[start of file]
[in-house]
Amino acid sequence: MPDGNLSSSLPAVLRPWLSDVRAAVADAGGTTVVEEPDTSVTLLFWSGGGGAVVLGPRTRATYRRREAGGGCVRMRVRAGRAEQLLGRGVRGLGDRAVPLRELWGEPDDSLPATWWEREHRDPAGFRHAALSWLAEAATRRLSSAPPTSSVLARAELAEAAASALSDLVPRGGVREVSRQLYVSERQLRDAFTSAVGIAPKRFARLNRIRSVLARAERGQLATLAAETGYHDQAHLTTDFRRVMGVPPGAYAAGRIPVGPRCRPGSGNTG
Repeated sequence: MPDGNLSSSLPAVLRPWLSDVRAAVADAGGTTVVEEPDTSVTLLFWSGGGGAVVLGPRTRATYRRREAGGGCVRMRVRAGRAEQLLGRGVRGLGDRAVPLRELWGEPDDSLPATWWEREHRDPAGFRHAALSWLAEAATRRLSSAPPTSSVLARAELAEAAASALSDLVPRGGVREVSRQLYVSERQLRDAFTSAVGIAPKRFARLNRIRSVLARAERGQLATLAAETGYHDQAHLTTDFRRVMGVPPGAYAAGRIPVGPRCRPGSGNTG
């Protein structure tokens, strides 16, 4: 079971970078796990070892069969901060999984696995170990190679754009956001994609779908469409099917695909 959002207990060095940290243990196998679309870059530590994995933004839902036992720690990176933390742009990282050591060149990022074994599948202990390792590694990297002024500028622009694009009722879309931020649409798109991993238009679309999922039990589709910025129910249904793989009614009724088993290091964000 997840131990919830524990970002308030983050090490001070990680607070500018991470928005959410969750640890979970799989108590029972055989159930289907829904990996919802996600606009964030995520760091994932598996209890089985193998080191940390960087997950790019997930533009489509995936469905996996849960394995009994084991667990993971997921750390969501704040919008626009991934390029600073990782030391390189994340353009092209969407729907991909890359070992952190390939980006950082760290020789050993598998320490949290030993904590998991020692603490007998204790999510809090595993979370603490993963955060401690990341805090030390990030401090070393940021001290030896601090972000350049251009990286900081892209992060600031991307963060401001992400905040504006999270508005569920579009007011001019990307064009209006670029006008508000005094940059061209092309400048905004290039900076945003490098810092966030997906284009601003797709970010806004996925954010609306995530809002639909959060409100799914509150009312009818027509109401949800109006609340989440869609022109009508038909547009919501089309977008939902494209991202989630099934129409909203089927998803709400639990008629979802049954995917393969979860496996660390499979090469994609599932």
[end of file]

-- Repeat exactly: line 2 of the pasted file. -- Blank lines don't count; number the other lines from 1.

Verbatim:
Amino acid sequence: MPDGNLSSSLPAVLRPWLSDVRAAVADAGGTTVVEEPDTSVTLLFWSGGGGAVVLGPRTRATYRRREAGGGCVRMRVRAGRAEQLLGRGVRGLGDRAVPLRELWGEPDDSLPATWWEREHRDPAGFRHAALSWLAEAATRRLSSAPPTSSVLARAELAEAAASALSDLVPRGGVREVSRQLYVSERQLRDAFTSAVGIAPKRFARLNRIRSVLARAERGQLATLAAETGYHDQAHLTTDFRRVMGVPPGAYAAGRIPVGPRCRPGSGNTG